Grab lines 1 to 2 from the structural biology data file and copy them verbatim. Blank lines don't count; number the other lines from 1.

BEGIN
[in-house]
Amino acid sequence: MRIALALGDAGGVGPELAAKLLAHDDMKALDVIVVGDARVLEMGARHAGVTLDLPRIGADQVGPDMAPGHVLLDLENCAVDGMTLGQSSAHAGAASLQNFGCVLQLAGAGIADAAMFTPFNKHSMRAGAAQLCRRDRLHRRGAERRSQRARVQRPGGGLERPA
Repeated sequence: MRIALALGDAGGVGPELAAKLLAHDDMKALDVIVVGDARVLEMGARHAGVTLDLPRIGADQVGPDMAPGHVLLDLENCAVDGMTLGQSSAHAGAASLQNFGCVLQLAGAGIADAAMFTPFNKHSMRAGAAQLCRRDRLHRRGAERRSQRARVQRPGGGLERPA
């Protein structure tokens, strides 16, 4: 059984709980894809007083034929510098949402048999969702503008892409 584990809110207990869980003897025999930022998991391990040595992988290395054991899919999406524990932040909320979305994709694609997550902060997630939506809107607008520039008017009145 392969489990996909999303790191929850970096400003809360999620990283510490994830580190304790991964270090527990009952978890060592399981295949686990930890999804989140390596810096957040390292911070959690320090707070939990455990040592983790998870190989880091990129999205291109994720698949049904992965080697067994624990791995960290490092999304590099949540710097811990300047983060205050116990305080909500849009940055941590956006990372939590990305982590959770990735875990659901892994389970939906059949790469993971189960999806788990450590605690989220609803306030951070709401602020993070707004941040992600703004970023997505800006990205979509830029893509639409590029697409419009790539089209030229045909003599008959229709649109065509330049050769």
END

[in-house]
Amino acid sequence: MRIALALGDAGGVGPELAAKLLAHDDMKALDVIVVGDARVLEMGARHAGVTLDLPRIGADQVGPDMAPGHVLLDLENCAVDGMTLGQSSAHAGAASLQNFGCVLQLAGAGIADAAMFTPFNKHSMRAGAAQLCRRDRLHRRGAERRSQRARVQRPGGGLERPA